Wednesday, 30 June 2021

Ceisteanna (102, 103)

Colm Burke

Ceist:

102. Deputy Colm Burke asked the Minister for Housing, Local Government and Heritage if consideration will be given to the proposals set out in a report (details supplied); and if he will make a statement on the matter. [35145/21]

Amharc ar fhreagra

Colm Burke

Ceist:

103. Deputy Colm Burke asked the Minister for Housing, Local Government and Heritage if consideration will be given to a revision of the current public funding model as per the recommendations of a report (details supplied); and if he will make a statement on the matter. [35146/21]

Amharc ar fhreagra

Freagraí scríofa (Ceist ar Housing)

I propose to take Questions Nos. 102 and 103 together.

The AIRO report on Cork County Council referred to in the Question was received by my Department on 9 June and is under consideration by my officials. It is a wide ranging report which covers funding from a variety of different Government Departments for a range of issues and schemes. Many of the funding lines are outside of the remit of my Department. The report has also been sent for consideration to other relevant Government Departments. The funding system for local authorities is complex, with authorities deriving their income from a variety of sources including local sources such as commercial rates, charges for goods and services and funding from Central Government.

Most of the funding from Central Government must be used for specified services. These can be grouped into five broad programme categories: recreational, education, environment, housing and transport. In relation to funding streams specifically from my Department, €135.3m and €167.5m was provided to Cork County Council in 2019 and 2020 respectively. The increase between 2019 and 2020 is due to an increase in housing funding, as well as funding in respect of the COVID commercial rates and other COVID related expenses that occurred in 2020.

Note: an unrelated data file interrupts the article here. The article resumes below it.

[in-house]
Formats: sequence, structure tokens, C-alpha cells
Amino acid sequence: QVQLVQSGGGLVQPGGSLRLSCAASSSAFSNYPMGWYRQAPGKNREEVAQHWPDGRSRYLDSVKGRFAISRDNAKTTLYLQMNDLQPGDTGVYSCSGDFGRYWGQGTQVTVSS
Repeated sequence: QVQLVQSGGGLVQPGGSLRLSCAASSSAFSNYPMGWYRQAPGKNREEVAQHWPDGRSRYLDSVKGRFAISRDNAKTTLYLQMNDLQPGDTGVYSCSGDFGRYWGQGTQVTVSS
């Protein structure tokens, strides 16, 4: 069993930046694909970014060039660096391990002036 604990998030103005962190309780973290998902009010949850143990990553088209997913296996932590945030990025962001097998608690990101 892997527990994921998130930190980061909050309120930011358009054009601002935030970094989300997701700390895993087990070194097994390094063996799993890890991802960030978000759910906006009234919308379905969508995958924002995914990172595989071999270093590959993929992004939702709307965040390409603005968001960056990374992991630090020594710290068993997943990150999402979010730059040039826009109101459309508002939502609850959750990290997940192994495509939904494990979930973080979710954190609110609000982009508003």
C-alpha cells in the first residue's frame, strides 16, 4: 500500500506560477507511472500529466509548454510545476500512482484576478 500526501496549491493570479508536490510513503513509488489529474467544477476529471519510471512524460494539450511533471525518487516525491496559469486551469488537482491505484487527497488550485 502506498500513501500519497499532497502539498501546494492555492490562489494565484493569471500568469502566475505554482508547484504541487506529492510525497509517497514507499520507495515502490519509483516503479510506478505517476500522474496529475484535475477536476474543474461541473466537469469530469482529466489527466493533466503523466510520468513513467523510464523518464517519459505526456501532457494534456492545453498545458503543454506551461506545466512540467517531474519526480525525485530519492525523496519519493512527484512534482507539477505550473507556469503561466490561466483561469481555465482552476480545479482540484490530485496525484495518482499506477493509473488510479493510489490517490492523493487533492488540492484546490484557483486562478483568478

It is a matter for each local authority to consider how it can maximise local income sources and manage its own spending, in the context of the annual budgetary process. Local authority members may decide, as part of that process, to vary the ARV and LPT in order to increase the revenue available to them. I note that for 2020 and 2021 Cork County Council raised their LPT rate by +5% and +7.5% respectively, foregoing the maximum 15% raise or just over €3m in 2020 and €2.4m in 2021.

I would like to refer to the plans recently announced by the Minister for Finance, Paschal Donohoe T.D to reform LPT. These reforms will involve bringing new homes, which are currently exempt from LPT, into the taxation system as well as providing for all money collected locally to be retained within the county. This will also be done on the basis that those counties with a lower LPT base are adjusted via an annual national equalisation fund paid from the Exchequer, as is currently the case.

I also refer to the unprecedented support for local authorities during the COVID pandemic. In 2020, Cork County Council applied a 100% commercial rates waiver to just over 9,000 businesses and recouped €34.7 m in that regard from my Department. In addition, in recognition of COVID related income losses, and additional COVID related expenditure incurred in 2020, my Department provided funding of €6.7 m to Cork County Council. The Government has introduced a commercial rates waiver for 2021, which has been extended to end of September, at an estimated cost €480 m. As has been the case since the outset of the Covid-19 pandemic, my Department will continue to engage with the local government sector and with individual local authorities on the financial impacts of the pandemic and provide them with the necessary financial supports.

Question No. 103 answered with Question No. 102.